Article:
Maher had worked as a civil servant before she was married. She then did lots of charity work while her two sons were growing up – both for the international aid organisation, Gorta, and locally with the Traveller community. “I used to visit Traveller sites and encourage the children to go to school,” she says. She also played a big part in the life of a young girl in a residential home in Dublin. “We’re her family really and I visited her often since she got married and moved to live in Holland.”
Looking back on her life, Maher says her easygoing attitude has helped her along the way. “You learn to accept things as they happen and strike out and do things on your own. I would advise people to keep active and have a hobby. I’m also very lucky that I’m not alone and I’ve very good neighbours,” she says.
Alan Gerraghty (89) walks four mornings a week in Sandyford, Co Dublin, where he has lived all his life. He plays golf on a Friday and goes to Cabinteely Park or Scotsman’s Bay in Dún Laoghaire for a walk on a Sunday.
And, that’s not all. On Tuesday mornings, he partakes in a current affairs discussion group and on Thursdays he runs and participates in an exercise class for the over 50s in Sandyford Community Centre. In fact, he was part of a group of local people who fundraised to re-build that community centre at a former Carnegie Library in Sandyford.
A retired works manager with CIE, Gerraghty started as an apprentice fitter in the engineering section of CIE and built railway carriages and buses until CIE began importing buses in the 1970s. He retired at age 58 and did private consultancy work until he retired fully in his early 70s.
“My first overnight stay in hospital was when I was 84 to get treatment for an abscess on my liver. Not that I was a heavy drinker or anything,” he says. In fact, he says he is a moderate drinker and gave up smoking when he was in his 30s.
Gerraghty attributes his healthy life to eating wholesome food, taking regular exercise and being involved in community life. “I don’t see the doctor much. We don’t eat fast food or processed foods. We grow our own vegetables and fruit,” he says. A long time beekeeper, Gerraghty also attributes his agility [he doesn’t suffer from rheumatism or arthritis] to getting lots of bee stings throughout his life. “I take an aspirin to keep my blood thin. I take a blood pressure tablet and indigestion tablet and that’s all,” he says.
Gerraghty lives with his wife, Margie, on a site that also includes a house for one of their sons and one of their daughters. “We have six children in total, 17 grandchildren and two great grandchildren. At least one of our children looks in on us every day. We’re blessed really,” he says.
And what is his advice to people to preserve their health as they age? “The mind has great control over the body. The key is to be involved in things and keep your mind active. If you’re just sitting looking out the window thinking about yourself, you’re much more likely to become ill.”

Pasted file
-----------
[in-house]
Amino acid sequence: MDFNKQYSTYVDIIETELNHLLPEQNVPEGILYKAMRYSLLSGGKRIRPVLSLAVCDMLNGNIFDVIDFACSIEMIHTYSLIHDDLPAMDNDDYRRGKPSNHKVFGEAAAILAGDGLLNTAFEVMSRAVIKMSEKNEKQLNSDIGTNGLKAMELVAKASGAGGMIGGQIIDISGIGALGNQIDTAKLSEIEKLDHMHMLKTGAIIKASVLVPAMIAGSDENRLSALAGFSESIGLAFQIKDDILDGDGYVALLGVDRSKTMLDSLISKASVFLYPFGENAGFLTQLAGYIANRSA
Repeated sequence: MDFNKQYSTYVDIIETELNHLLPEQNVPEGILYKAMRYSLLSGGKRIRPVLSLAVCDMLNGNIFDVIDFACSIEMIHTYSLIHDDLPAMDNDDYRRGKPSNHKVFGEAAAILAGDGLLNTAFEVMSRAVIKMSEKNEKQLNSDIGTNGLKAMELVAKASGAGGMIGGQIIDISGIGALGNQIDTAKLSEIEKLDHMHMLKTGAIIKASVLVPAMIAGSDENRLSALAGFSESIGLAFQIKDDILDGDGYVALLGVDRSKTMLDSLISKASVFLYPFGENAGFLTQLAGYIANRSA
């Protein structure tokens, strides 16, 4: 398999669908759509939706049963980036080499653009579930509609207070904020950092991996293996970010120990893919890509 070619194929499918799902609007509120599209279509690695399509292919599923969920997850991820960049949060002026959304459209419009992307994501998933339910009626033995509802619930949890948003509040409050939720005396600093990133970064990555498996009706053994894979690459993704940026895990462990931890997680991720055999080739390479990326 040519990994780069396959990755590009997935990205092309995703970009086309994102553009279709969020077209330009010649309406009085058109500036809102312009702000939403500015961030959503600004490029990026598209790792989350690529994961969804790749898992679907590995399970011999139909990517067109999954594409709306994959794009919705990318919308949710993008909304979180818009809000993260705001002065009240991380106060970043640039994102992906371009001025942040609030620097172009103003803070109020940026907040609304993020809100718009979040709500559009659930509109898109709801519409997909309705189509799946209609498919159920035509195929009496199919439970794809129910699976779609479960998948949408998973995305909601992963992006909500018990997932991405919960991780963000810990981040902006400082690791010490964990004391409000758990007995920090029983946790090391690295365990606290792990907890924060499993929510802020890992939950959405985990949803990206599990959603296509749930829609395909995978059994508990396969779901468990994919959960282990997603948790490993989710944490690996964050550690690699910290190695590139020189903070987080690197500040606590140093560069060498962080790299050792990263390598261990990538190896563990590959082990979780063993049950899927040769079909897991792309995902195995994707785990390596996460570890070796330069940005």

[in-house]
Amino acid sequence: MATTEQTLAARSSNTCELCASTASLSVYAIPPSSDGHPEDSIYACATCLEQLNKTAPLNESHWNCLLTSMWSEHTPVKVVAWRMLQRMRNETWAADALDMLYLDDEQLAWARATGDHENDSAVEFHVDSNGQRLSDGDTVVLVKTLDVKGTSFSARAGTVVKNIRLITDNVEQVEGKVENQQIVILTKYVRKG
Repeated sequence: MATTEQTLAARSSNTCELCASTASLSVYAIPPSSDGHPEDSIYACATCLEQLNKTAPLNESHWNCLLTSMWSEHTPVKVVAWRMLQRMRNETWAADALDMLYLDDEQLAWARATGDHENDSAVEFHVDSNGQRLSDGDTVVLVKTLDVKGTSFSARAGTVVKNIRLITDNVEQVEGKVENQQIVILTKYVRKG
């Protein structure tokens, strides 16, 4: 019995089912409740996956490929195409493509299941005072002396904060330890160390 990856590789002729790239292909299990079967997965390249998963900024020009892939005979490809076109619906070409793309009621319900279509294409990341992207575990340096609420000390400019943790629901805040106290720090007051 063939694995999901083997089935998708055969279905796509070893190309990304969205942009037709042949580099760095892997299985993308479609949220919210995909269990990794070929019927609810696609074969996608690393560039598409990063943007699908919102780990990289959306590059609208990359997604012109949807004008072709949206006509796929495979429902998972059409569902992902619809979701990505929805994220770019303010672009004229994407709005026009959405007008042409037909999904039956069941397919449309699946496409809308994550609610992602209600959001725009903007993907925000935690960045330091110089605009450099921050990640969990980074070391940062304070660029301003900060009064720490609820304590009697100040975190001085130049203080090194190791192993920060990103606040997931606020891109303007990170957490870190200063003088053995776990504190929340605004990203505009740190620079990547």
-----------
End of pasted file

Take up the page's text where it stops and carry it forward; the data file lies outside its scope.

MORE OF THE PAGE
The 100-year life
The 100 Year Life is the theme of this year’s Positive Ageing Week from Monday, October 1st, to Sunday, October 7th. Organised by Age Action, the week includes coffee mornings, tea dances, quizzes and walks throughout the country. A series of public talks on ageing will be held in Cork, Dublin and Limerick.
Billy O’Keeffe, programme manager of Age Action, says more than half of babies born in wealthier countries since 2000 are likely to reach their 100th birthday. “The benefits of living longer and getting older are immense. Positive Ageing Week is all about exploring these positive aspects,” he says.
However, most people are also aware that as people age, they are more likely to suffer from one or more chronic diseases such as type 2 diabetes, arthritis, heart disease or dementia. These diseases make living well as an older person more difficult.
Dr Leroy Hood, founder of the Institute for Systems Biology in Seattle, Washington, USA, presented a novel health strategy to avoid chronic illnesses at the Schrodinger at 75: Future of Biology conference in Dublin in September.
Dr Hood suggested that modern medicine needed to focus more on preserving wellness. “If you look at the determinants of health, genetics contributes 30 per cent, environment and lifestyle contributes up to 60 per cent and healthcare contributes 10 per cent,” he said.
In 2014, Dr Hood persuaded more than 100 friends to take part in an experiment to analyse their genes and biochemistry while also tracking their behaviour. This led to a wider understanding of their personal health and disease risks which they could then make efforts to avoid. For example, through his research, Dr Hood realised he had poor absorption of vitamin D due to his genetic make-up. He was then able to take a higher dose of vitamin D to maintain better health.
From his research, Dr Hood has developed a scientific approach to wellness, which he calls P4 medicine because it is predictive, personalised, preventative and participatory. He also founded the company, Arivale, to promote data-driven wellness and personal coaching. “Scientific wellness is going to strikingly increase the health of individuals and the future of medicines is going to be very different to what we had in the past,” he said.